I’ll get to how great the Pikes Peak Ultra was in a minute, but first I have to tell you a story.

I knew something wasn’t right when the world seemed like I was staring down into an industrial-strength washing machine. Everything was spinning, and I certainly wasn’t in a laundry room; I was actually 15 miles into the 18 mile first stage at the 2009 TransRockies Run (TRR). My partner, Justin Ricks, must’ve detected my weirdness well before I did – my steps must’ve seemed off, my micro-route choices strange, and the rapid deceleration put the nail in my coffin. We had been trading second place with another team (the TRR is a partner race, run together, over 6 stages and about 120 miles total) on our first day, and my focus was so complete on running them down that I ignored the cold fact that I was a hot mess. I was dehydrated and flat lining. Quick.

Justin and I came together for the race at the last minute, a marriage of previous divorces, and as with second marriages, some accommodations are commonly made. While I brought plucky optimism and a scrappy spirit to the team, in this case, Justin was the stronger runner, and the local – meaning I’d have to run “up” to him – he’d be forced to exercise some patience, exceptionally difficult for perhaps the most competitive person I’ve ever met. He wanted to win so much he made Patton sound like Stuart Smalley.

And so it happened that with three miles left that day, the hardest charging guy I’ve ever laced up shoes next to forced me to walk to the finish out of concern for my health. And make no mistake, I felt shame and I’m pretty sure in my stupor I tried to talk him out of it. I’ve never asked him specifically, but I’m sure he felt it too – but he still made me walk. We dropped back to seventh place, way off the podium, and if that walk had a movie title, it would’ve been “The NeverEnding Story.” I was embarrassed for the both of us.

But the more important point is that as much as he wanted to win, Justin recognized my medical problem, forced me to walk, then eat, and the precise moment I stumbled across the finish line, pale white and covered with salt – Justin’s better half, his wife Denise, rushed over with salt caps, chips, electrolyte drink, and dumped cold water over my head (which she later admitted she enjoyed, immensely).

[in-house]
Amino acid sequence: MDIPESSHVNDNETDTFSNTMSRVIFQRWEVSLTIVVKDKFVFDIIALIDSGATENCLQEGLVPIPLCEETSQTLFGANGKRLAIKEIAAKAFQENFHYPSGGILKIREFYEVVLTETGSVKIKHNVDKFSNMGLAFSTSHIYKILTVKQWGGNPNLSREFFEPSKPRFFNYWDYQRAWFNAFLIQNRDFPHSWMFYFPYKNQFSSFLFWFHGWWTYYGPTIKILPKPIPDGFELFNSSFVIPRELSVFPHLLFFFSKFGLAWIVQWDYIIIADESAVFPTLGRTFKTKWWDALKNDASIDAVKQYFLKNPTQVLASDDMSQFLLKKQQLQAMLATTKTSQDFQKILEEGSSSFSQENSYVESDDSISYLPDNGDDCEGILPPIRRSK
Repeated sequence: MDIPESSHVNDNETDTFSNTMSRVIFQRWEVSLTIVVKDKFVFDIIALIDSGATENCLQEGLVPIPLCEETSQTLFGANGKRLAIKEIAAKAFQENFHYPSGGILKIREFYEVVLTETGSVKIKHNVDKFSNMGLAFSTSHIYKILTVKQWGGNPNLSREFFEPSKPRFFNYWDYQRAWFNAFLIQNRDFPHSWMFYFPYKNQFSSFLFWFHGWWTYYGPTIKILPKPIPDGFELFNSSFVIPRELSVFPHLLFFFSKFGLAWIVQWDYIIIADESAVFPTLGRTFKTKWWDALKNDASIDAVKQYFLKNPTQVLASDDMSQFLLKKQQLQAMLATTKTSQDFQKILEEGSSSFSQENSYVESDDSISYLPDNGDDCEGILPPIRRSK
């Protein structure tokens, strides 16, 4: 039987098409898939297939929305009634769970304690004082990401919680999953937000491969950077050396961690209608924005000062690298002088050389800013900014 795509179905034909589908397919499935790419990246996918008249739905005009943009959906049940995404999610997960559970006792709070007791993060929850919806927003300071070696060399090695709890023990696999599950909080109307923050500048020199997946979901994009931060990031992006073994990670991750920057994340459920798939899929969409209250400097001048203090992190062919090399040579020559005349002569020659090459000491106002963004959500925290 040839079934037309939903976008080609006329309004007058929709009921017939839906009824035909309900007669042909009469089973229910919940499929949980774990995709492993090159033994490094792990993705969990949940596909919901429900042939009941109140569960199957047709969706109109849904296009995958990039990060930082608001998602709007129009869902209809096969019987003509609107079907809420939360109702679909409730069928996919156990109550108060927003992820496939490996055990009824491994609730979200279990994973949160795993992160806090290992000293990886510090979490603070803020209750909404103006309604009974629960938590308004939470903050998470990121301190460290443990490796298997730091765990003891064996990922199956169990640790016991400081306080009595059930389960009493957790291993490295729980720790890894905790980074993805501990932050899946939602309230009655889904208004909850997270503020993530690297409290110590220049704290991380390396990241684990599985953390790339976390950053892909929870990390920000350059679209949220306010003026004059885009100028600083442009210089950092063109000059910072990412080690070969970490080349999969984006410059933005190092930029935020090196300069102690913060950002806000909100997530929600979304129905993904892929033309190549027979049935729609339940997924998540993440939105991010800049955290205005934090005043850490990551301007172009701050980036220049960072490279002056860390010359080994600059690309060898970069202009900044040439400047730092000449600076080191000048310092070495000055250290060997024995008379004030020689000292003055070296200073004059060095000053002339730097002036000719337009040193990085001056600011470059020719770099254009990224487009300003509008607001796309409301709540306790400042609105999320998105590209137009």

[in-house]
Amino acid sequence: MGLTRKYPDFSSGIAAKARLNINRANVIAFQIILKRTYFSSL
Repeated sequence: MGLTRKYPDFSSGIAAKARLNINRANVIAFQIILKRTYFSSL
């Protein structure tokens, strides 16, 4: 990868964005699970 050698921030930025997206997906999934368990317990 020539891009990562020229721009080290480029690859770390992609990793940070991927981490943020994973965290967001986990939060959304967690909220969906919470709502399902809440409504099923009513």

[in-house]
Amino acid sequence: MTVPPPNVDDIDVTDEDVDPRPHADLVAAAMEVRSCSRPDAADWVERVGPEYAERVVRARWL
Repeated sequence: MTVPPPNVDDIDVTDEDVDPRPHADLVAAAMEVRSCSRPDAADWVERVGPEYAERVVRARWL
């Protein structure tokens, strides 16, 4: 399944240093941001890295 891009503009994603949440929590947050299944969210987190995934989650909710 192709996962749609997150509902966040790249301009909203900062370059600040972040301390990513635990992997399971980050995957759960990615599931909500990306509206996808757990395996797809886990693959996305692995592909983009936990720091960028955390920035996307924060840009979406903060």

By any running measure, Denise and Justin Ricks are competitive, considerate, and compassionate folks that really care about a safe racing environment. And these just happen to be the characteristics that drive them as the race directors that manage Mad Moose Events in general and the Pikes Peak Ultra in specific – these three traits come through in their races and events. Let’s start with the Pikes Peak Ultra’s 30k, which I ran this past Saturday on the western edge of Colorado Springs.

Having just returned from an overseas military assignment in Korea (the south side), I arrived in the Colorado Springs area about two weeks before the race. I was looking for a challenging course and the Pikes Peak Ultra fit the bill as the USA Track and Field 30k Trail Championship. The route was tough but manageable, and while a lot of trail races that start amidst civilization and head into the mountains feature dead spots or long intermissions, the Pikes Peak Ultra has no weak spots. The course was designed with a competitive eye, by someone who knows the right balance between speed and summitry.

On that subject, the course was detailed. Well marked. Organized. Thoughtful. The website was clear and user friendly. The packet pickup was staffed appropriately and there were no lines. The shirt and hat they gave out will not become a giveaway. Every conceivable issue was considerately removed, so I could focus on a great run.

On the run, the competitors saw the Ricks’s compassion in an extension of themselves, via their volunteers (if you’re reading this, and you worked the race, you should know that you were all awesome and I appreciate your time and effort – muchas gracias!) at their well-placed aid stations. Moreover, Justin and Denise set up an extra water station at the last minute because the weather had recently been unseasonably hot (though it turned out to be a perfect weather day and we didn’t need it – as with gifts from toddlers, it’s the thought that counts).

Denise and Justin are exceptional race directors that somehow find the just right blend of competitive, considerate, and compassionate energy required to produce an exciting event. Even the pickiest trail runner will find themselves impressed by the style and substance you get for your dollar at a Mad Moose event. I’ll be back for the Pikes Peak Ultra next year, and the year after that, and continue to chase the Mad Moose beyond the confines of the Colorado Springs city limits.

Biased? Well, yeah. But let’s face it, I was a mess and Justin and Denise fixed me up with band aids and salt caps. And the rest of the story is even better – we recovered from our first stage blowout to finish fifth overall. Justin towed me the rest of that week through some of the most beautiful scenery imaginable.

Sign up for the next Mad Moose event, and he’ll do the same for you.


ML Cavanaugh is a US Army Strategist, a Non Resident Fellow with the Modern War Institute at West Point, and has served in assignments from Iraq to the Pentagon, and Korea to New Zealand. A Contributor at War on the Rocks, he looks forward to connecting via Twitter @MLCavanaugh.

This essay is an unofficial expression of opinion; the views expressed are those of the author and not necessarily those of West Point, the Department of the Army, the Department of Defense, or any agency of the US government.

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